The Broncos quarterback situation took another comical turn on Tuesday when the team announced its latest acquisition. In the wake of Drew Lock being sidelined for two to six weeks with an injured right shoulder, Denver signed the player who has been the punchline to almost every NFL joke in recent years – Blake Bortles.
That’s right, the same guy who went 24-49 in 73 starts with the Jaguars, throwing 75 interceptions in 75 career games in Jacksonville. That’s the one. That’s the latest “answer” for the Broncos at the most-important position on the field.
But this really shouldn’t come as a surprise. After all, it’s been one misstep after another for Denver since Peyton Manning retired. They’ve made mistake after mistake since hoisting the Lombardi Trophy after Super Bowl 50.
First, John Elway decided it was time to move on from Manning, wanting to turn the page to the handpicked successor – Brock Osweiler. Unfortunately, the GM had alienated the former second-round pick to the point where the quarterback took the money and ran to Houston in the offseason.
While that might’ve been a blessing in disguise, it did leave a void at the position. And the Broncos had to scramble to fill it.
Initially, their plan was to go with Mark Sanchez. But after the veteran QB struggled in the preseason, he was released in a cost-cutting move.
That meant the Broncos went into a season in which they were trying to defend their Super Bowl title with a pair of quarterbacks who had never thrown an NFL pass. Trevor Siemian had at least taken a snap, having done a kneel down in Pittsburgh the season before. Paxton Lynch was a rookie. The team did add veteran Austin Davis as insurance, but he never saw the field in Denver.
Talk about hubris. Elway actually attempted to defend a championship with quarterbacks who had not only never thrown an NFL pass, but they’d never even handed the ball off in a regular season game.
The Siemian-Lynch experiment last two seasons, with the former seventh-round pick starting 24 games and posting a 13-11 record during that time. The first-round selection went just 1-3 in his four starts. Osweiler would go 0-4 after returning to the Broncos when things didn’t work out with the Texans.
That led Elway to open up the team’s checkbook in the offseason. Despite owning the No. 5 overall pick in a quarterback-rich draft, Denver decided to fill their quarterback void in free agency, signing Case Keenum to take the reins in 2018.
The journeyman had gone 11-3 after stepping in for the injury-riddled Vikings, which was enough for Elway to give a two-year, $36-million deal, with $25 million guaranteed, to a QB whose name he didn’t even know. Not surprisingly, it didn’t work out very well.
During his one year in Denver, Keenum went 6-10, throwing 18 touchdowns and 15 interceptions in a forgettable season. He was traded to Washington, where he spent one year before signing this offseason in Cleveland. That’s seven different teams for Keenum, a clear sign that he’s not anyone’s long-term answer behind center.
That failed experiment didn’t deter Elway, however. He still wanted a veteran quarterback, so the Broncos traded a fourth-round pick for Joe Flacco.
After 11 years in Baltimore, the former Super Bowl MVP was available because Lamar Jackson had emerged as the heir apparent. That came about because Flacco had 24-27 during his final four seasons with the Ravens; they were ready to move on.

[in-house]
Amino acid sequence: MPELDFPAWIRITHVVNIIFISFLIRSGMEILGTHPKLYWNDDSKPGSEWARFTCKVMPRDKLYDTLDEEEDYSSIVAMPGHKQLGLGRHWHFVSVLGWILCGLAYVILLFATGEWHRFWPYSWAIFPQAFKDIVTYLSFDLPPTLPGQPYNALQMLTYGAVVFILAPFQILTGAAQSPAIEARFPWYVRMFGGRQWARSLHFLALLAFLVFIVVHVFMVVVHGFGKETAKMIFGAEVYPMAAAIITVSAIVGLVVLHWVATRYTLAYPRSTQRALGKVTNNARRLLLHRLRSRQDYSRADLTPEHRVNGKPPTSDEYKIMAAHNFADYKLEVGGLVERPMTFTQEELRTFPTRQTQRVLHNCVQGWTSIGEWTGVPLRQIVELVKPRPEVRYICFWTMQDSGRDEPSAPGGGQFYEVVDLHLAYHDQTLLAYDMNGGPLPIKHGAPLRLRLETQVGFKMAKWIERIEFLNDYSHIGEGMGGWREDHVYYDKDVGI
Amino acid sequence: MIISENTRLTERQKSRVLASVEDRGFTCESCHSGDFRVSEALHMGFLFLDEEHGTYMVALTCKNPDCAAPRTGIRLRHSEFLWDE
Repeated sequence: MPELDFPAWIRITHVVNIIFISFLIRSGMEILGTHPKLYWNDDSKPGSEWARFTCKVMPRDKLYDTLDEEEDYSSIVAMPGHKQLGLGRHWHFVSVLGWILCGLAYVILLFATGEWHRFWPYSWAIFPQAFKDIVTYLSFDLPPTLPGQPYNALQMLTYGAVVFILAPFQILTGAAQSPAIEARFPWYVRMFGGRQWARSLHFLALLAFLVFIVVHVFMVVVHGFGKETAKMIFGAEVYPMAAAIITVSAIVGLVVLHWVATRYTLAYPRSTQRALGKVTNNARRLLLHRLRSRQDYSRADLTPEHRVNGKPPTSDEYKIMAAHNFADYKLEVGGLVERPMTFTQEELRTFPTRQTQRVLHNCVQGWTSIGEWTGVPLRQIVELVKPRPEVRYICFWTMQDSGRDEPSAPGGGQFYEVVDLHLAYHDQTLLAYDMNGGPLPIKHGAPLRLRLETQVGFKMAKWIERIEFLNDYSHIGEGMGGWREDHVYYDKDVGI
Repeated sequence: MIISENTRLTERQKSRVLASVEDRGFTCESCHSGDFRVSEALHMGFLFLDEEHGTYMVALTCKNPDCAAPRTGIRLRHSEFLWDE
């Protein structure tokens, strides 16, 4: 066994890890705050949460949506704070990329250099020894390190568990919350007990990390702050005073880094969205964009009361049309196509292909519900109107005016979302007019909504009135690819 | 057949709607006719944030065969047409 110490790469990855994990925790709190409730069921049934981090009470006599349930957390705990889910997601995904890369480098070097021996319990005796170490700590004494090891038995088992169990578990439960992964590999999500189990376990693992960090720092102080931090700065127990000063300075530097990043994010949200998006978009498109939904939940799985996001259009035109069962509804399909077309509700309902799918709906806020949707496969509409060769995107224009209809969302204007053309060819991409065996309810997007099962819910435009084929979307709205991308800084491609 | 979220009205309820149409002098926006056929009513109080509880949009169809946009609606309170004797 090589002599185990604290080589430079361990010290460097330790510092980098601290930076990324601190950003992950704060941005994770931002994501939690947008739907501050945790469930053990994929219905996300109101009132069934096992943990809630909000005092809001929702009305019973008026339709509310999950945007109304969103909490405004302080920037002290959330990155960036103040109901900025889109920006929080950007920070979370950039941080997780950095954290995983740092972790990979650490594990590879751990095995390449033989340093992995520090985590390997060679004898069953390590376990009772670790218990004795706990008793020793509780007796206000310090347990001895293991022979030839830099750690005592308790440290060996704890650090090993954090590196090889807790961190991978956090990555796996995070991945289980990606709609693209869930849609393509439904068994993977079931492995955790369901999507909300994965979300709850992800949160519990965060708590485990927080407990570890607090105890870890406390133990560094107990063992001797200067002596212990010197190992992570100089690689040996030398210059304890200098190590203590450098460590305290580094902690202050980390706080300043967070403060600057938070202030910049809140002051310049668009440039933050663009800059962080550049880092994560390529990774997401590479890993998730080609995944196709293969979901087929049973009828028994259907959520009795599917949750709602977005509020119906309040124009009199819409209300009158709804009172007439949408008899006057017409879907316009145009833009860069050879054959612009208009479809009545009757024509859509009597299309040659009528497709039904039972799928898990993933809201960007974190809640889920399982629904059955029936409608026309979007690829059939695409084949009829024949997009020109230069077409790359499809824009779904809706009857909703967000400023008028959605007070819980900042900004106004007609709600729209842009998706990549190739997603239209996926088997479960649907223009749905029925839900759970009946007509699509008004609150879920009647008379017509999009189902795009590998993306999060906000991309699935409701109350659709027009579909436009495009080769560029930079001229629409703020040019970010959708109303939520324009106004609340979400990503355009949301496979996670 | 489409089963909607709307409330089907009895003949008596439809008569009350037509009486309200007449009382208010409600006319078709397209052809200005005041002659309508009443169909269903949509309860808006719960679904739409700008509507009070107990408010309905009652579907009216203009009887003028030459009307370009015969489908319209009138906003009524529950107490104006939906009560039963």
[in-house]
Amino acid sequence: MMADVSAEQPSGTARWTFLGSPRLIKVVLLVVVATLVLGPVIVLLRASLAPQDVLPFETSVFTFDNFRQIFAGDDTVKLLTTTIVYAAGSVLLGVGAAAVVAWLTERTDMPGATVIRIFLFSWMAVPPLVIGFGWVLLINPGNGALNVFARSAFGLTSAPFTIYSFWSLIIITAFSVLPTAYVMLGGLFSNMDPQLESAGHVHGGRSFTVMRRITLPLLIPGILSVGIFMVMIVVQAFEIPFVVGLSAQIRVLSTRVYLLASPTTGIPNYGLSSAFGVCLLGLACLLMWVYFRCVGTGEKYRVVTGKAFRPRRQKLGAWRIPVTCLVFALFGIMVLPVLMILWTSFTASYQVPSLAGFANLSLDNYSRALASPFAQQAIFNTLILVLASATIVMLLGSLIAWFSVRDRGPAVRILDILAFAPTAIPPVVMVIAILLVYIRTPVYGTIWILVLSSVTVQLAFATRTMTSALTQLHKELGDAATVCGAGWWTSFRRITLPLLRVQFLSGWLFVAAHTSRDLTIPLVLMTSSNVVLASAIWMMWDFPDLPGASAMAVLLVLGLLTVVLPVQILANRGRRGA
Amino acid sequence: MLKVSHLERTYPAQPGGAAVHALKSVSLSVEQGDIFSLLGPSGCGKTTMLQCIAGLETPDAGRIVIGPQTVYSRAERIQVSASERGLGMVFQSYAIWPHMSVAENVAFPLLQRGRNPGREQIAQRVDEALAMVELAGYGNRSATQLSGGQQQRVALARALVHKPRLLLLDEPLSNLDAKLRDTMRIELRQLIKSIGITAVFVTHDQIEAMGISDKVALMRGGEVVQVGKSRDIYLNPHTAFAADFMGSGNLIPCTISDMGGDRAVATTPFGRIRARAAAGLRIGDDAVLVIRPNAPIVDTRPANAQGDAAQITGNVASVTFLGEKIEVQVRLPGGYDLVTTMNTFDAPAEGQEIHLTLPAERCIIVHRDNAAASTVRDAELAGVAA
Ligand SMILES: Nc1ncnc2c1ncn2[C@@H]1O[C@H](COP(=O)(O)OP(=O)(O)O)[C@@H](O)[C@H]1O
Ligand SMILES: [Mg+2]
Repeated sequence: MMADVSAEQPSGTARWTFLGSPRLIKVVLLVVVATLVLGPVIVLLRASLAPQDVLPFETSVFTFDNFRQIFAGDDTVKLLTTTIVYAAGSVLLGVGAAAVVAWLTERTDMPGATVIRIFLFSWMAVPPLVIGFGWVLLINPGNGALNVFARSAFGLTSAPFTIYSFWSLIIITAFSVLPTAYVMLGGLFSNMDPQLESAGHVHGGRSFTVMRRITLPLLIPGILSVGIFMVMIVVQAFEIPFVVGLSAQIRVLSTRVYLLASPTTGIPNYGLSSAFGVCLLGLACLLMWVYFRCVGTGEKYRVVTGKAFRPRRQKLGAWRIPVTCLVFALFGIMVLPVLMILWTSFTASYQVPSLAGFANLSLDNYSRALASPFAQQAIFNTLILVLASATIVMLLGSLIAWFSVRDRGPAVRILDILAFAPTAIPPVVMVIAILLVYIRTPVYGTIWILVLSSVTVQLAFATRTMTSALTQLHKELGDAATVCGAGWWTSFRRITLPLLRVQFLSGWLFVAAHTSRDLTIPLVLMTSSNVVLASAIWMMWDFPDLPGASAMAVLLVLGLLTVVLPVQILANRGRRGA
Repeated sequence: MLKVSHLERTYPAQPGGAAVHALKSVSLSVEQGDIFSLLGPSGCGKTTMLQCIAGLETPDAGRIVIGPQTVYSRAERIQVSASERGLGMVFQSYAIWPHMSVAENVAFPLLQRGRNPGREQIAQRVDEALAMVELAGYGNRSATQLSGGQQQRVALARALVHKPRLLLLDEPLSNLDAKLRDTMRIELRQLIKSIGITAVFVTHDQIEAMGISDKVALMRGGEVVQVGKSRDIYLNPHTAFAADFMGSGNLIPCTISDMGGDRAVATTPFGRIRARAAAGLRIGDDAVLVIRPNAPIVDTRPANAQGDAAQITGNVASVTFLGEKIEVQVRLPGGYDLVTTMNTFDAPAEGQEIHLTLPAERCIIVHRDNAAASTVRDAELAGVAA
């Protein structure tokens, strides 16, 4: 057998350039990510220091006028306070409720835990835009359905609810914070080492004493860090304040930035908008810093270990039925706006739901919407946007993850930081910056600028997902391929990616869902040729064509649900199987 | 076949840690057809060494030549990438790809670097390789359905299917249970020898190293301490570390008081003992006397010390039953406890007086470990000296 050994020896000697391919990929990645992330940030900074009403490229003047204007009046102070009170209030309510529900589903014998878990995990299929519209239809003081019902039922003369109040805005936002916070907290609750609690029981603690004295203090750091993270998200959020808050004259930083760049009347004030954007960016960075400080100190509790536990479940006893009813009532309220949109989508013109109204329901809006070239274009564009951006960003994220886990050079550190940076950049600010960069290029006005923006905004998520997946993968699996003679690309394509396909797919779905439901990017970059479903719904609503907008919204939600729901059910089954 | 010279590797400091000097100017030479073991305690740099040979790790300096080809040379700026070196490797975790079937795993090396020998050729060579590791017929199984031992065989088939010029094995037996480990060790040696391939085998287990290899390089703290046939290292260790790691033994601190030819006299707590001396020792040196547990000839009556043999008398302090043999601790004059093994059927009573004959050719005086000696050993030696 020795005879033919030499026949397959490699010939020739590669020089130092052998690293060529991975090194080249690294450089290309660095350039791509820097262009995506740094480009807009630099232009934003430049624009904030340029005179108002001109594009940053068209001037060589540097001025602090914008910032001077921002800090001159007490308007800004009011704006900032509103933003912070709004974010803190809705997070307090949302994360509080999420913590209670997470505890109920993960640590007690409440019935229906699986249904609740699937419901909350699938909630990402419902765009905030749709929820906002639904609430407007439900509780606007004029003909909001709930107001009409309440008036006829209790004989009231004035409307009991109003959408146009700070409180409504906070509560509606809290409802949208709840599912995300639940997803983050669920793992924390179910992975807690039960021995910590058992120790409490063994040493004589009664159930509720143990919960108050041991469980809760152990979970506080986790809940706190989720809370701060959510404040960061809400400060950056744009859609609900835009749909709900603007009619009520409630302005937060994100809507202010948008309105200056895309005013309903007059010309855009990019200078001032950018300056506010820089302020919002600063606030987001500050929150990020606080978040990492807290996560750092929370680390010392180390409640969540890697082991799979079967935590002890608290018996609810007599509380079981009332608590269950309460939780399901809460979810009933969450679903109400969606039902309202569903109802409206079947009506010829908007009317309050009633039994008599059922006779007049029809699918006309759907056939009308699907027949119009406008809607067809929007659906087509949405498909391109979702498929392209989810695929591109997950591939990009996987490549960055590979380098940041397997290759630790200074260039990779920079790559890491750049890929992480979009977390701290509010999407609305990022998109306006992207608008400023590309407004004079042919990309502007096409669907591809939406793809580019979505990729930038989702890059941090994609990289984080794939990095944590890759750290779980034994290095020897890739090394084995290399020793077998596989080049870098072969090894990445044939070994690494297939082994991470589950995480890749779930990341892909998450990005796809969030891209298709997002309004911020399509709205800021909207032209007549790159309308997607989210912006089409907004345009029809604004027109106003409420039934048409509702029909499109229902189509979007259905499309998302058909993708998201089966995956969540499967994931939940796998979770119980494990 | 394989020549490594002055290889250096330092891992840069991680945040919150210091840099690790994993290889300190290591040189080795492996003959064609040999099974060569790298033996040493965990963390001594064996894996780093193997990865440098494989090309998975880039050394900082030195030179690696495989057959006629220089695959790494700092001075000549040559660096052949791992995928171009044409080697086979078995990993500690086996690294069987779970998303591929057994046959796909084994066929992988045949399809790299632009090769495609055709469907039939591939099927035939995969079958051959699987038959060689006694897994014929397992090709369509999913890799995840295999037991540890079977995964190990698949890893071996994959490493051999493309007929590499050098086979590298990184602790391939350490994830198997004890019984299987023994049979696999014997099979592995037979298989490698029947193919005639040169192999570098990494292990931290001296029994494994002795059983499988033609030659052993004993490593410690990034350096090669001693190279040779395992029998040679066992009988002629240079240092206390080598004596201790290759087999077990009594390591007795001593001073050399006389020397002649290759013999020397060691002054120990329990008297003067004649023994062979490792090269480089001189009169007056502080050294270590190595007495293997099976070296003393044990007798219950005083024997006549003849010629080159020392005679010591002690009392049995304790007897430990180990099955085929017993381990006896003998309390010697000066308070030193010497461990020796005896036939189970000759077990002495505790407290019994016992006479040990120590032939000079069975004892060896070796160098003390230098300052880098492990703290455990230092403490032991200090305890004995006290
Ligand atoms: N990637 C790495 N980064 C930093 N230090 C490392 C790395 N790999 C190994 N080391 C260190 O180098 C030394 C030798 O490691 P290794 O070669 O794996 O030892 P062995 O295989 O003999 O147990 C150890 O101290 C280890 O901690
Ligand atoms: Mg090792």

Elway didn’t let the record, nor the fact that Flacco had thrown 64 touchdowns to 46 interceptions during that span, deter him. He believed the 34-year-old quarterback was still in his prime, well worth the $18.5 million the Broncos paid him in 2019.
Flacco went 2-6 in eight starts, throwing just six touchdowns and tossing five picks, before being sidelined for the season with a neck injury. He was released after one season in Denver.
That injury, however, opened the door for Drew Lock, the Broncos second-round pick a year ago, who would show promise as a rookie. At least, that’s how the team would spin things.
In reality, Denver never had any intention of playing Lock last season. After suffering a minor thumb injury during the preseason, the quarterback was placed on the Injured Reserve list, a move that prevented him from even practicing with the team during the first half of the season. Even when he was eligible to be activated, the Broncos didn’t make the move, instead deciding to replace Flacco with two quarterbacks who’d never taken an NFL snap – Brandon Allen and Brett Rypien.
Lock only got his chance once Allen bombed. He was thrust into the starting lineup with barely any preparation, but performed well, going 4-1 in five starts. As a result, he was anointed as the Broncos starter in 2020.
That lasted two games, as Lock was injured during the first half of Sunday’s loss to the Steelers. When the young quarterback hurt his shoulder, who did Denver turn to? Not surprisingly, they didn’t have a very good option.
Jeff Driskel had gone 1-7 during his eight career starts, posting a 1-4 mark with the Bengals in 2018 and 0-3 with the Lions last season. Yet he was the lone option behind Lock, a player who hadn’t proven that he could withstand the rigors of an NFL season.
During the offseason, they could’ve inked Andy Dalton, Cam Newton or any number of veteran quarterbacks. Instead, they chose to roll the dice on Lock and Driskel.
It was a gamble, one that the Broncos lost. Now, they’re in a position where they’ve having to sign Bortles.
It’s just the latest move in what has been a comedy of errors. For four-plus years, Denver has been scrambling to find a quarterback. And they’ve yet to fill the void.
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